How does pH effect yield during distillation?

edited April 2023 in Recipes

I was wondering if anyone had any experience with changing the pH of a wash before distillation. Either lower of higher and did this have an effect on the final product?


  • I have no experience on this one, but my gutfeel tells me that it will have no significance on yield. I don't specifically believe taste either unless it's backset.

    However that said, some have said that addition of baking soda prior to a spirit run assists in heads compression but that is not confirmed and is possibly more hearsay. On the other hand, addition of backset is beneficial to minerals and taste.

    Be interesting to hear from others whom have knowledge.

  • Simple, useless answer is yes, of course any pH mediated reaction that takes place during distillation will be impacted if you are manipulating the pH.

    The standout is Fischer esterification. Adding a mineral acid like sulfuric acid will result in greater levels of esterification and ester in the final product than acid. Old process documents on Jamaican high ester rums sometimes show sulfuric acid additions pre-distillation.

    There are likely others beyond this, but it's not as well documented/understood as that.

  • A small, possibly negligible, amount positive I would believe for some products. For grains/fruit you probably will as they are usually coated in yeasts/bacteria so acidifying the mash would help fight off some of the infection stuff. Again, no idea how much but something?

    With a higher pH yeast grows faster. A by product of that growth are esters as they are a step in building cell walls.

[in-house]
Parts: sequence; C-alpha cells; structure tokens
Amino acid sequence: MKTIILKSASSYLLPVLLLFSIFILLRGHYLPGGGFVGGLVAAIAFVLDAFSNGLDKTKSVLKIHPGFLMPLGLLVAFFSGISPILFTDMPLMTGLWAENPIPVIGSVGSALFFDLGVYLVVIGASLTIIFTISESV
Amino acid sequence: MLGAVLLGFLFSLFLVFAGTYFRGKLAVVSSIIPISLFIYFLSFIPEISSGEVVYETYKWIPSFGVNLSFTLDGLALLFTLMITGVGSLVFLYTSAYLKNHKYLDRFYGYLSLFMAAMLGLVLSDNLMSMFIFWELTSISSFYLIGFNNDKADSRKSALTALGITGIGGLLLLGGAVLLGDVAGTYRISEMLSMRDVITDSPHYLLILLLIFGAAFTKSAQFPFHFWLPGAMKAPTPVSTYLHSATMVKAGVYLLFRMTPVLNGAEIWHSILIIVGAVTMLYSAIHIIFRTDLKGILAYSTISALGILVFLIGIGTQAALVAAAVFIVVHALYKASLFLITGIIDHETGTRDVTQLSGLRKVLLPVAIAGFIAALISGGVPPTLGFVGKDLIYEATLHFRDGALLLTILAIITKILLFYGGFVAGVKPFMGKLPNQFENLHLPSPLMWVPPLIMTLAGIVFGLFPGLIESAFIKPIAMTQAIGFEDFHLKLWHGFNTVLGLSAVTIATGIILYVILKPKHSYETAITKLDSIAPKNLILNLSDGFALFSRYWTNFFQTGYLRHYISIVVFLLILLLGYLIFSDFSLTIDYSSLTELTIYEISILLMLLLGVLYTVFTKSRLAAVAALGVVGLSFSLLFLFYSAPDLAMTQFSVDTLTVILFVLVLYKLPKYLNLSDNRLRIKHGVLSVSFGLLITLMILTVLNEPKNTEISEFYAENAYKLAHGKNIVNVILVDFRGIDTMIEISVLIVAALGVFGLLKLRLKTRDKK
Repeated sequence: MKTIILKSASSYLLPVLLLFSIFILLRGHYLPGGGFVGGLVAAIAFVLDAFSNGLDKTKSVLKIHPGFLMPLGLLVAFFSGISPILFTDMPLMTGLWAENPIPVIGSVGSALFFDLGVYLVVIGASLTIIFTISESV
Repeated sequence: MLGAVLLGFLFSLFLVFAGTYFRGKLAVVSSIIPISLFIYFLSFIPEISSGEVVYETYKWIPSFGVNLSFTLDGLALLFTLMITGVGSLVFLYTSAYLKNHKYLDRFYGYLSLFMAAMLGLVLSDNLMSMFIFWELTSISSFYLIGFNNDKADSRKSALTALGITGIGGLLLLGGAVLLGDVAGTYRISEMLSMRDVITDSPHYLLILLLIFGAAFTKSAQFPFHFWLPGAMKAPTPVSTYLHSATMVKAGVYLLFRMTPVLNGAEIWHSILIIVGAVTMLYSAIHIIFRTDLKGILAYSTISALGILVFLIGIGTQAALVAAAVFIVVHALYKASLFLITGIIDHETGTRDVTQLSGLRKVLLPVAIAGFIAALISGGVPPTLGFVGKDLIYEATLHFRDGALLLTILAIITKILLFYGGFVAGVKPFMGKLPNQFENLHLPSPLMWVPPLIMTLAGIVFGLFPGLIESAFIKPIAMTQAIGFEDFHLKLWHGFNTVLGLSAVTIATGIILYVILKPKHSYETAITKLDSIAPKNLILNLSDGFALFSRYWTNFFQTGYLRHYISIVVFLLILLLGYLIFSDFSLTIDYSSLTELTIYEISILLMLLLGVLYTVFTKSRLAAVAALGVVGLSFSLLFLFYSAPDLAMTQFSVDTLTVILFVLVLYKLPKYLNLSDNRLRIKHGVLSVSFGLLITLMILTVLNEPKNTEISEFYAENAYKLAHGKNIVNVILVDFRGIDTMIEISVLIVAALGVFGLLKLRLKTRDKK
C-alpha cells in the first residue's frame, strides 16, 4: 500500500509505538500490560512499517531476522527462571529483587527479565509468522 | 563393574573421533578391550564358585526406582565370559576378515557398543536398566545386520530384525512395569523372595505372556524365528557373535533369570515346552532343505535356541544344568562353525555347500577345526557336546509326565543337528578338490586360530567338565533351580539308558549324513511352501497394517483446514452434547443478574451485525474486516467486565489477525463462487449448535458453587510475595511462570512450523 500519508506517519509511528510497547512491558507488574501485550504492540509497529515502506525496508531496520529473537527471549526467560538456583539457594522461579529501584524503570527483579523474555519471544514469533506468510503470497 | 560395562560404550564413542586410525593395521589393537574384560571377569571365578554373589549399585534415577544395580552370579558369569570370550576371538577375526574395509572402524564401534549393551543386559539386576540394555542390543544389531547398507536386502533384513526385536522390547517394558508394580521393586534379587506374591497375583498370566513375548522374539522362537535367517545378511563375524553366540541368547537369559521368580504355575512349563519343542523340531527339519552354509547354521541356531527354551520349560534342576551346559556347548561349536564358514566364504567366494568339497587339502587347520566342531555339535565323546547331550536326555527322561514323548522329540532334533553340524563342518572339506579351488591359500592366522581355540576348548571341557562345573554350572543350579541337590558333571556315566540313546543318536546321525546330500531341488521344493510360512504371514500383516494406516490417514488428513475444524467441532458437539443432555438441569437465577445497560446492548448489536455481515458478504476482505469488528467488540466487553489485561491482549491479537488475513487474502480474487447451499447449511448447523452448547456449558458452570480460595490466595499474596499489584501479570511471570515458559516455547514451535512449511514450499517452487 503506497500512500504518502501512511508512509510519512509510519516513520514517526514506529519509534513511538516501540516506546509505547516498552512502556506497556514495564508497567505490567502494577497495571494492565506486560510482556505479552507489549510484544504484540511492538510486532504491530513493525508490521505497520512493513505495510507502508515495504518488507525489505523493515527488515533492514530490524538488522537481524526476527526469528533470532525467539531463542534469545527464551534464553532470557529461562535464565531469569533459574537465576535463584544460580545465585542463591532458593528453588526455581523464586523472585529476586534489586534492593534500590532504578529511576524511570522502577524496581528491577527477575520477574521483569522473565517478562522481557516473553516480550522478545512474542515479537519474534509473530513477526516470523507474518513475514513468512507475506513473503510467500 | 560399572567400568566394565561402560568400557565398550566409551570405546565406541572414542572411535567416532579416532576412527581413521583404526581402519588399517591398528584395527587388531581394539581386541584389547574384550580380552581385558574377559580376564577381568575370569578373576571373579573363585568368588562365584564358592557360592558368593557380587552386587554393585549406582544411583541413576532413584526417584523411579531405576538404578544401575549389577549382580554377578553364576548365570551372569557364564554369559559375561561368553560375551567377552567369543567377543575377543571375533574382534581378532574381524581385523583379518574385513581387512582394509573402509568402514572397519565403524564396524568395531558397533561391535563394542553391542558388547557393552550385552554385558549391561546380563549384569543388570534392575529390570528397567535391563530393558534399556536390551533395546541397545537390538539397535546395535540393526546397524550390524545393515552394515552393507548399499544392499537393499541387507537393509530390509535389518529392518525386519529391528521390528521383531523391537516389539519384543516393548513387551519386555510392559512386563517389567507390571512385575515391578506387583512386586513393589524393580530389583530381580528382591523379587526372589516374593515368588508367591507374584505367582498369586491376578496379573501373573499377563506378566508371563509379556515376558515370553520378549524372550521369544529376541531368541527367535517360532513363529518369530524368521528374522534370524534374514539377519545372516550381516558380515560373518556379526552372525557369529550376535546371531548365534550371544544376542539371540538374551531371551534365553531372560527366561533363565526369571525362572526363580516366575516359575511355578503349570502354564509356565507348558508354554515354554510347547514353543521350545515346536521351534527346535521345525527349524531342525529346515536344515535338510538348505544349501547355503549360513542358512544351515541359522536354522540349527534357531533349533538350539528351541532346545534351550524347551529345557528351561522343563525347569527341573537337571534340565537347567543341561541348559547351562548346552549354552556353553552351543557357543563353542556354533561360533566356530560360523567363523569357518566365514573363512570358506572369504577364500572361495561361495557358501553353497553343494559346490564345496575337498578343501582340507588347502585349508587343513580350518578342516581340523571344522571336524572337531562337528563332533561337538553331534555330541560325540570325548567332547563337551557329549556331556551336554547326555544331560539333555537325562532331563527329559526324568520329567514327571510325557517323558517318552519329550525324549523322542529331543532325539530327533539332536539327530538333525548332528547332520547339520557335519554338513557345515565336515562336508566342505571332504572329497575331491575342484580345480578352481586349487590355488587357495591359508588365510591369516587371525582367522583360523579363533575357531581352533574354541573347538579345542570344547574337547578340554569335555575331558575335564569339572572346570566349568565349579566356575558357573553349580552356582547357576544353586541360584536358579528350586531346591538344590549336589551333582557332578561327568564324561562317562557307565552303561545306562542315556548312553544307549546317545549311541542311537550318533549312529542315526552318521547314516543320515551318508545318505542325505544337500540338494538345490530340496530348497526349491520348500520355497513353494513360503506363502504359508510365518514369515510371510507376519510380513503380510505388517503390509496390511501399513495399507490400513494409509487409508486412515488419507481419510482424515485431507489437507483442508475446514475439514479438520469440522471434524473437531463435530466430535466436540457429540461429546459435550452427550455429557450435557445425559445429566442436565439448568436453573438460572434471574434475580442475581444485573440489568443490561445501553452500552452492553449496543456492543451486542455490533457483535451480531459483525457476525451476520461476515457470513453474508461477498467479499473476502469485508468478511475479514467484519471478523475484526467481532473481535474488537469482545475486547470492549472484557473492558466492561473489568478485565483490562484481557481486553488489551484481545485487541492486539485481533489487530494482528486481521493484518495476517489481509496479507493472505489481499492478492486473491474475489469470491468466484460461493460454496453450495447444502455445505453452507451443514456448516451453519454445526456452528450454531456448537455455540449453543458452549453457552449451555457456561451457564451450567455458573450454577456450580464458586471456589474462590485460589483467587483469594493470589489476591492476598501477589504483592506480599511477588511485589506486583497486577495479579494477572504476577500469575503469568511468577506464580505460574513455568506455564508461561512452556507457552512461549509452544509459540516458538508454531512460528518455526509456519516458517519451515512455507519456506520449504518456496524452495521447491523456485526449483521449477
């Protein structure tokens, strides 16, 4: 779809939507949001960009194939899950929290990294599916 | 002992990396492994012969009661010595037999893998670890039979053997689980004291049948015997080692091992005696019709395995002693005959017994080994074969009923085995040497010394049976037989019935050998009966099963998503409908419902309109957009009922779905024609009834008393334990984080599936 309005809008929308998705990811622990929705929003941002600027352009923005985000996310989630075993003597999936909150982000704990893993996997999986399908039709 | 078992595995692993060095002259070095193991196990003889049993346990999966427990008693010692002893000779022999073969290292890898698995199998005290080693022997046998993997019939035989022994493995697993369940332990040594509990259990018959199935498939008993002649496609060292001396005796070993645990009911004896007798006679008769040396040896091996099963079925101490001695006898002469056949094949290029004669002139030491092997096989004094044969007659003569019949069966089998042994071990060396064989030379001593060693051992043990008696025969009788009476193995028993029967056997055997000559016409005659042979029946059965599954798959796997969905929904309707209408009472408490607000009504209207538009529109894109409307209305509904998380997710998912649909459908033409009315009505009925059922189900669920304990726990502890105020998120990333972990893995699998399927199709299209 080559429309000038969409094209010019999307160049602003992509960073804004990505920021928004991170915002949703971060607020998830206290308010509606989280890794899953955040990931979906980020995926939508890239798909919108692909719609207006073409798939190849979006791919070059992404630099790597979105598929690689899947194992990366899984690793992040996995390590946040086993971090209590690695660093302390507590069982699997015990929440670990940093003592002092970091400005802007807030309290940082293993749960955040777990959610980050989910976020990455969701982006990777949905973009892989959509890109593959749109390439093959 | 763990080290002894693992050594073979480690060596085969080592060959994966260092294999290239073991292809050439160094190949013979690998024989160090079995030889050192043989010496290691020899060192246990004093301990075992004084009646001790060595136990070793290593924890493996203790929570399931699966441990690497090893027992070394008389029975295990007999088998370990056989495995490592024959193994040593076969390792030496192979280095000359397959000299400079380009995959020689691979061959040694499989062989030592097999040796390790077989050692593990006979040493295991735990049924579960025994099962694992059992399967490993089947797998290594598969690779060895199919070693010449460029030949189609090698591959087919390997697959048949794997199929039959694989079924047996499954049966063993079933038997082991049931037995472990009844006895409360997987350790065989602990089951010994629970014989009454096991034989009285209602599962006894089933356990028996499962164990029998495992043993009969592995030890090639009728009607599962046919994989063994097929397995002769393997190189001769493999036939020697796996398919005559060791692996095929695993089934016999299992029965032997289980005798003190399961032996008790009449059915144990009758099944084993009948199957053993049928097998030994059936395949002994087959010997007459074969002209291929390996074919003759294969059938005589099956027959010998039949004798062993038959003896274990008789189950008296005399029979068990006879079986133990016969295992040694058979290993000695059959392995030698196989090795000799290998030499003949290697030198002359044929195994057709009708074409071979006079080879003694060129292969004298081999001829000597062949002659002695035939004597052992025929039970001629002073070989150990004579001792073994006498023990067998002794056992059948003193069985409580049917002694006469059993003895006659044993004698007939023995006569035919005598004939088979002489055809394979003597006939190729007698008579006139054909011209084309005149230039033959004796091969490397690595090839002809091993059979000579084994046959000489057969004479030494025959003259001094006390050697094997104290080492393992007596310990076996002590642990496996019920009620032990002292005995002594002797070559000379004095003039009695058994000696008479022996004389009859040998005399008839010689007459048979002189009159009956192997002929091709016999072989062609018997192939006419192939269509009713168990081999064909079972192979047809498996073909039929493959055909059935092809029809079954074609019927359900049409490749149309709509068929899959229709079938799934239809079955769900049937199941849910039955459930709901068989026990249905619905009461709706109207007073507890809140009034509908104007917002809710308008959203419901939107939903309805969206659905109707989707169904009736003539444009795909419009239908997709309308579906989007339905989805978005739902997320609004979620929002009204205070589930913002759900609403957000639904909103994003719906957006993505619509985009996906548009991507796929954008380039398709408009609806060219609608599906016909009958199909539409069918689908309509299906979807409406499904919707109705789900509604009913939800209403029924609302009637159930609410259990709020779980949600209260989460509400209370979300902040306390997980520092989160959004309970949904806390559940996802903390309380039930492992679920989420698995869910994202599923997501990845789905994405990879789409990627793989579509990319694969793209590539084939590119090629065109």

• sulfuric is better than citric , both in reading and in my personal experience... I use Sulfuric from the pool supply store, it is 35% or so... does not take much to get a .5 pH reduction of the initial wash

  • 100% sulfuric. Highest yield requires a mineral acid like sulfuric.

  • Thank you.

    I was wondering on when to add the Dunder. I used to add it to the mash after a day's ferment and the yeast had established already. Subsequently my dunder pit turn bad to the smell and I wouldn't want to taste it straight up. Doing a little research on the old Jamaican dunder pits its said that they were that bad but I didn't want to ruin a whole batch. Adding the dunder in the ferment drops the PH quickly which is a whole different problem. I was wanting the add the addition of the dunder post fermentation but predistillation which would lower the ph. significantly. So was wondering what effect this would have. The basis of thinking was that the longer the two components were in contact the better the esterification would be.

  • @RumBumm said: I was wondering on when to add the Dunder.

    I always added my dunder or muck pit right before the wash went into the boiler. Then ran it in reflux for an hour. I just wanted the esterfication from the muck, not any influence on my fermentation.


  • My understanding of studying the Jamaican processes is that dunder (clean stillage) is added the the beginning of fermentation, cane acid (dunder, skimmings, and cane trash thats infected with a homofermentitive strain of lactic acid bacteria that produces lactic and aceditc acid) is added towards the end of primary fermentation, and muck (dunder with trub, fruit trash, and a clostridium bacterium infection) is added when you put the wash into the boiler.

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